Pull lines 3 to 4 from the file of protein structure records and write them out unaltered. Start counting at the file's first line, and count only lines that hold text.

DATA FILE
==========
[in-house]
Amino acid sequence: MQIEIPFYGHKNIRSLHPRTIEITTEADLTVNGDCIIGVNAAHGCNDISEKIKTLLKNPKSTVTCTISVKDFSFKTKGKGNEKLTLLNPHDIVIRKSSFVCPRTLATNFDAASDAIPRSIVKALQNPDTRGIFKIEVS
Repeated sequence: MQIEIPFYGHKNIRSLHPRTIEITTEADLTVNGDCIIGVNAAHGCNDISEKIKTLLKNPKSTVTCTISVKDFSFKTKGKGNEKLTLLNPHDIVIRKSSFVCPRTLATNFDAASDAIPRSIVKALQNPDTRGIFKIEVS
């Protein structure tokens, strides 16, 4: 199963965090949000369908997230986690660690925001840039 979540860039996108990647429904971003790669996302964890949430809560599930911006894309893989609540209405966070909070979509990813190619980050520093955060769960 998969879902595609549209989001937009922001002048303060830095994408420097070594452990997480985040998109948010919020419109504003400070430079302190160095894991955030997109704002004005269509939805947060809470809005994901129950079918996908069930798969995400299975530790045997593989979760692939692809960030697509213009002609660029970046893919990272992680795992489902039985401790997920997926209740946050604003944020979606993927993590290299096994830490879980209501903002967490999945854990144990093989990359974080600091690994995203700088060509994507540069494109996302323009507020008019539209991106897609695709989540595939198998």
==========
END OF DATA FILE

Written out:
Repeated sequence: MQIEIPFYGHKNIRSLHPRTIEITTEADLTVNGDCIIGVNAAHGCNDISEKIKTLLKNPKSTVTCTISVKDFSFKTKGKGNEKLTLLNPHDIVIRKSSFVCPRTLATNFDAASDAIPRSIVKALQNPDTRGIFKIEVS
């Protein structure tokens, strides 16, 4: 199963965090949000369908997230986690660690925001840039 979540860039996108990647429904971003790669996302964890949430809560599930911006894309893989609540209405966070909070979509990813190619980050520093955060769960 998969879902595609549209989001937009922001002048303060830095994408420097070594452990997480985040998109948010919020419109504003400070430079302190160095894991955030997109704002004005269509939805947060809470809005994901129950079918996908069930798969995400299975530790045997593989979760692939692809960030697509213009002609660029970046893919990272992680795992489902039985401790997920997926209740946050604003944020979606993927993590290299096994830490879980209501903002967490999945854990144990093989990359974080600091690994995203700088060509994507540069494109996302323009507020008019539209991106897609695709989540595939198998």